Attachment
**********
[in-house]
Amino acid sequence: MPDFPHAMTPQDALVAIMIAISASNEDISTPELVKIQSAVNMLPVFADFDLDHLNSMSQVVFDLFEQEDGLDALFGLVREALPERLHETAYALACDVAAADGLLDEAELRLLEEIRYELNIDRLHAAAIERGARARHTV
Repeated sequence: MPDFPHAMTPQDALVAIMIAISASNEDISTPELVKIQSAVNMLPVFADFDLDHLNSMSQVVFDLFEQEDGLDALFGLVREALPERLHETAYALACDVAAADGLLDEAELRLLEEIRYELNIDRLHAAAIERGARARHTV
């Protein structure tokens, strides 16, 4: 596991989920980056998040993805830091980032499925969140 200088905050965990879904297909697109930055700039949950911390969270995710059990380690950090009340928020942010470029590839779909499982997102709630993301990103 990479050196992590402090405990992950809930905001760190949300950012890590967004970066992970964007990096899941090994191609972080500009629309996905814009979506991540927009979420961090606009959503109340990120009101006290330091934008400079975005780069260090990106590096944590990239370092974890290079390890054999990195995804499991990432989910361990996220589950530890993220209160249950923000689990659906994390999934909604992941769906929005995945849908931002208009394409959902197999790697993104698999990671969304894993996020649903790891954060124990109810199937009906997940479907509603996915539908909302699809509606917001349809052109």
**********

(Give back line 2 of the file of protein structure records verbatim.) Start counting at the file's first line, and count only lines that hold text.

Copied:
Amino acid sequence: MPDFPHAMTPQDALVAIMIAISASNEDISTPELVKIQSAVNMLPVFADFDLDHLNSMSQVVFDLFEQEDGLDALFGLVREALPERLHETAYALACDVAAADGLLDEAELRLLEEIRYELNIDRLHAAAIERGARARHTV